Today is the last day of our spring season. Each year, this is an emotional day for us.
It’s emotional because we say our goodbyes to many young men who are graduating and moving on. This is a bit easier at a junior college than at a university because most graduating sophomores have plans to continue playing baseball while graduating seniors are often leaving an important part of their lives behind. Still, we’ve had two years to watch them grow and mature; we’ve had two years to grow to love them. This year, it’s a little easier as most of our sophomores will be playing on our summer team, so it isn’t “goodbye” just yet.
It’s emotional because years of work come to a close. It isn’t just the hours of practice beginning in August. It’s the hours of recruiting the previous years. The hours of scouting reports. Calculating statistics. Trouble-shooting the struggles. Comforting the broken. Feeding the hungry—physically and spiritually. Regardless of the season record and stats, regardless of the outcome, this day marks a distinct end to one particular phase.
It’s emotional because we never know what will come next. Four years ago, the end of the season led to my boyfriend moving half-way across the country with no coaching job on the horizon. Three years ago, I had every intention of moving half-way across the country to join my fiancé who happened to be applying for other jobs just in case. Two years ago, my husband’s boss was forced to resign, and we were left with nothing but uncertainty; we nearly bought a house in Kansas, but instead, we ended up moving to California instead. One year ago, we intended to stay put but still spent the summer applying for other jobs just in case.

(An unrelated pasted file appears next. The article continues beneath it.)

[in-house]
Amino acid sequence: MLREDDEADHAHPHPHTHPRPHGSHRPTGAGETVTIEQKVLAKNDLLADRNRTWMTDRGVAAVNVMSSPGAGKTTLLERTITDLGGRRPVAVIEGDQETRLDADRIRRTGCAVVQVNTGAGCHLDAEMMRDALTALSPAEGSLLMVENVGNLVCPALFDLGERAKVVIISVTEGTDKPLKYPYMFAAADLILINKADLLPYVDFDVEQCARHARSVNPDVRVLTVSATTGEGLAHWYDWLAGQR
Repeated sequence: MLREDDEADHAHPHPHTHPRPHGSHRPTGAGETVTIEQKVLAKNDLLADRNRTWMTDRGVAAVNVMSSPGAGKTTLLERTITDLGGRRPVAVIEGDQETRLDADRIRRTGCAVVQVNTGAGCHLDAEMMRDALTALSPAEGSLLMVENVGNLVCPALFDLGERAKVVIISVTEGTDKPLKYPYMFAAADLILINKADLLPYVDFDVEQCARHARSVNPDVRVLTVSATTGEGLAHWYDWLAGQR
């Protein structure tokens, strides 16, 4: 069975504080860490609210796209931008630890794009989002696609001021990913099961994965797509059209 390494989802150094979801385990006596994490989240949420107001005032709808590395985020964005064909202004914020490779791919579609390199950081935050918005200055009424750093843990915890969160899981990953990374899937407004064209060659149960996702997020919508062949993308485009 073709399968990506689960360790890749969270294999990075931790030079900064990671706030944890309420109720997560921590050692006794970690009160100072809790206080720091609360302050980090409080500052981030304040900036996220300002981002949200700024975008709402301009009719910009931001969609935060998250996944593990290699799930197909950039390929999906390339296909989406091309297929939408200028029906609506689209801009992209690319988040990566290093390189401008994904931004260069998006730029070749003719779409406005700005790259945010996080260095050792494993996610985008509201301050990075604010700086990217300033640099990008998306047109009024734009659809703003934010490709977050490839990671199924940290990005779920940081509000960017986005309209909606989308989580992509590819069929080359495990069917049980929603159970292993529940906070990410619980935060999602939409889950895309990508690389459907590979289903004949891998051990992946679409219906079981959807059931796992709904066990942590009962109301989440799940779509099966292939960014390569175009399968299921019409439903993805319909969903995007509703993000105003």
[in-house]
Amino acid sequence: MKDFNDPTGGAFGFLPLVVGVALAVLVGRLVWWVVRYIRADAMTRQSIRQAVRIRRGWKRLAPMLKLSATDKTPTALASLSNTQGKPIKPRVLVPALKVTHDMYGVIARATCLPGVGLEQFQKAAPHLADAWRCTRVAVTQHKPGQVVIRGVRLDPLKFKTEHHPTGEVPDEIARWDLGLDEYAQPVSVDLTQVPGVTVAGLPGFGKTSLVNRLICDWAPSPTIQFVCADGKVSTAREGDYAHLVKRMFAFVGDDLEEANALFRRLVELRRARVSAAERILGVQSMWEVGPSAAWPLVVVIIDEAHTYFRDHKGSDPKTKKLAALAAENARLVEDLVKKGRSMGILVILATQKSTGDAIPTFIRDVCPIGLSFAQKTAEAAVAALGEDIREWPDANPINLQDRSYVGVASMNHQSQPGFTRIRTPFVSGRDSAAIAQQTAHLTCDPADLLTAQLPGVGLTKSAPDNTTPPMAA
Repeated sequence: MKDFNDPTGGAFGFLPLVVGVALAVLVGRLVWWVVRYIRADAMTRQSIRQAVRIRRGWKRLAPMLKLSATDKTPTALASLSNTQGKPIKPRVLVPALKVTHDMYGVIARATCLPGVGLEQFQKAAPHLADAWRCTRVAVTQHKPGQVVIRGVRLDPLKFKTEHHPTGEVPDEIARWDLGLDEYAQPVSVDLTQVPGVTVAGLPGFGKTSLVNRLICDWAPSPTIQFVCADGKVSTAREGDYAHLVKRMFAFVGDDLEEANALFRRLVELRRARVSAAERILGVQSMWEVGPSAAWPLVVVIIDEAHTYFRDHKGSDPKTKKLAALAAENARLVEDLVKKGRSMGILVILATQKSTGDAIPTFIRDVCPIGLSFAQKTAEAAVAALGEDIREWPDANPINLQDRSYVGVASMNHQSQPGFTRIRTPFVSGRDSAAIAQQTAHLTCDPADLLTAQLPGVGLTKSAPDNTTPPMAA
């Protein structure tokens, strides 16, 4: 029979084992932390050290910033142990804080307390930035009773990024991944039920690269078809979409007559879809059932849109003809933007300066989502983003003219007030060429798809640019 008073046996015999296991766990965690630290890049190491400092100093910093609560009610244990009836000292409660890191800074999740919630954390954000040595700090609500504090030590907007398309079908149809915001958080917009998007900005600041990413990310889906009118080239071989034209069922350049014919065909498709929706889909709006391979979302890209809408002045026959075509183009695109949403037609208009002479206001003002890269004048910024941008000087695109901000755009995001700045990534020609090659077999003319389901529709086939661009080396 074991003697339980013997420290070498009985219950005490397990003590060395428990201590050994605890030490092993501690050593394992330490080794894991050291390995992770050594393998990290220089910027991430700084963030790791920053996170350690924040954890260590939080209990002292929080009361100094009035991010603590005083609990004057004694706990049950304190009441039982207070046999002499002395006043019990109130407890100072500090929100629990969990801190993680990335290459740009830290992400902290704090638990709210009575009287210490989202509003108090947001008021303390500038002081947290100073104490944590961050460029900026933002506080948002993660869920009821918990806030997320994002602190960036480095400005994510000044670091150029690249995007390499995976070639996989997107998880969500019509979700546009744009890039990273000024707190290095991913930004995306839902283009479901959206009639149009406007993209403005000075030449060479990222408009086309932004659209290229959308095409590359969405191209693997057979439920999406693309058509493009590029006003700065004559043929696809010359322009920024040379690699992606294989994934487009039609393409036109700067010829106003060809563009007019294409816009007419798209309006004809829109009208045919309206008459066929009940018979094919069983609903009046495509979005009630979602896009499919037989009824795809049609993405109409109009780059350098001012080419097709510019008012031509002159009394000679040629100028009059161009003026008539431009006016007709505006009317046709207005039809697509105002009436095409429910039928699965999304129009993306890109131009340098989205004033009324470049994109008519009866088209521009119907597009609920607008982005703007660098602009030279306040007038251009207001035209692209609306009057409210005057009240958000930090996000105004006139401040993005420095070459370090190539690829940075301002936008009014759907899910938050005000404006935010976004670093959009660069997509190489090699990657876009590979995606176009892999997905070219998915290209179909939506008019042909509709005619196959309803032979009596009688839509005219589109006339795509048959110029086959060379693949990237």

This year might be the most stable—kind of. We have no intention of leaving, but anything can happen. Everything could change. Everything will change. When practice starts again in August, we will be welcoming our first child. In the meantime, we’re considering buying our first house.
One of the most common pieces of advice given to assistant coaches is never buy a house. You never know when your whole world will turn upside down. You never know when one job will fall through, and you’ll be out looking for anything and everything—anywhere and everywhere. So, it’s no surprise that our journey in house shopping has been a roller coaster. We’ve picked it up and pushed it aside more than once. It’s felt like the scariest, worst choice we could make. What if there’s no longer a coaching job here for us in August? At the same time, it’s felt like the safest, best choice we could make. Our family is growing, and we need more space without a higher monthly payment.
What direction will our lives go next?
I know that by September everything in our lives will change, if only because we’re becoming parents. Yet, I’ve never felt more at peace at the end of a season. I’ve never had quite so much faith that the Lord will provide the best for us and our growing family, no matter what that means, and no matter what that will look like. I’ve never felt so sure that His plans will prevail.